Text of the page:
Briefing the Security Council on the situation in Liberia, the United Nations peacekeeping chief has underlined that the country remained stable and that since the security transition in June this year, there had been no incident serious enough to warrant an armed response from the UN mission in the country, known as UNMIL.
“However, sustaining the gains made will require continued and greater investment in the security services, as well as commensurate improvements in the justice and corrections sectors,” Hervé Ladsous, UN Under-Secretary-General for Peacekeeping Operations, told the 15-member Council’s briefing on the work of the UN Mission in Liberia (UNMIL).
Mr. Ladsous further reported that the political environment in the country remained dominated by preparations for presidential and legislative elections, scheduled for October 2017, and that the next President’s inauguration in January 2018 would mark a historic milestone for Liberia’s democracy.
“What happens next year, therefore, will be critical: it will demonstrate whether the foundations of peace built since the conflict ended 13 years ago are strong enough to be sustained,” he said, underlining the need to ensure that measures are put in place now to deliver a free, fair, transparent and credible elections.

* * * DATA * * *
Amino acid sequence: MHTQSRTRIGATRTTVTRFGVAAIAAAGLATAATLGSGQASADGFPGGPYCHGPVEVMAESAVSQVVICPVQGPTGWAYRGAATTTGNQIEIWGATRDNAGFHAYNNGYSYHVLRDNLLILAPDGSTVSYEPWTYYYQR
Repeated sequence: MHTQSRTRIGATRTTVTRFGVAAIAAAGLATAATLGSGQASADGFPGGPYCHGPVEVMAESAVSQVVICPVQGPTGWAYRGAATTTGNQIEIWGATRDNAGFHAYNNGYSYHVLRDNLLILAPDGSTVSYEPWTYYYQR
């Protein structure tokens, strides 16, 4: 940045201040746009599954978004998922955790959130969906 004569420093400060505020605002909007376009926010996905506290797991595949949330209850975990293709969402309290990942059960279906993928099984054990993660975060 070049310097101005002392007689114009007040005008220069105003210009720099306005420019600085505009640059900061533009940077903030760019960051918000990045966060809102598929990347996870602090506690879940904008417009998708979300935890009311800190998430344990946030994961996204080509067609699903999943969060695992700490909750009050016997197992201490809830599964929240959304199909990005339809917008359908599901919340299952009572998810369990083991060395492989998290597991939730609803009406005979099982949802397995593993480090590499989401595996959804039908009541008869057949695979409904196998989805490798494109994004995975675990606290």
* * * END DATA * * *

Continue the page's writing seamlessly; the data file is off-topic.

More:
UN Secretary-General Ban Ki-moon had outlined three possible options for the UNMIL’s future: withdrawing and establishing a successor mission; maintaining the status quo; or continuing its drawdown.
Emphasizing that Liberia should remain on the Council’s agenda through the installation of the next administration he said it was essential to retain some capacity to respond should stability deteriorate.
In its last resolution on the situation in the country, in September this year, the Security Council had extended the mandate of the UNMIL until 31 December.
Also speaking, Per Thöresson of Sweden, on behalf of the Vice-Chair of the UN Peacebuilding Commission, said that the root causes of the country’s conflict remained unresolved and stressed the need for continued implementation of the national reconciliation roadmap.
“Strong political leadership is required to fully and comprehensively address reconciliation in Liberia,” he said, adding, “Building social cohesion requires addressing historical inequalities, unequal access to resources and power.”
Noting the economic challenges brought by the Ebola outbreak and that 63 per cent of the country’s children were out of school, as well as residual peacebuilding tasks in 2017 which required sustained international support, he underscored that these and other factors should be kept in mind when considering the future of the UN presence in Liberia, especially given the upcoming electoral period.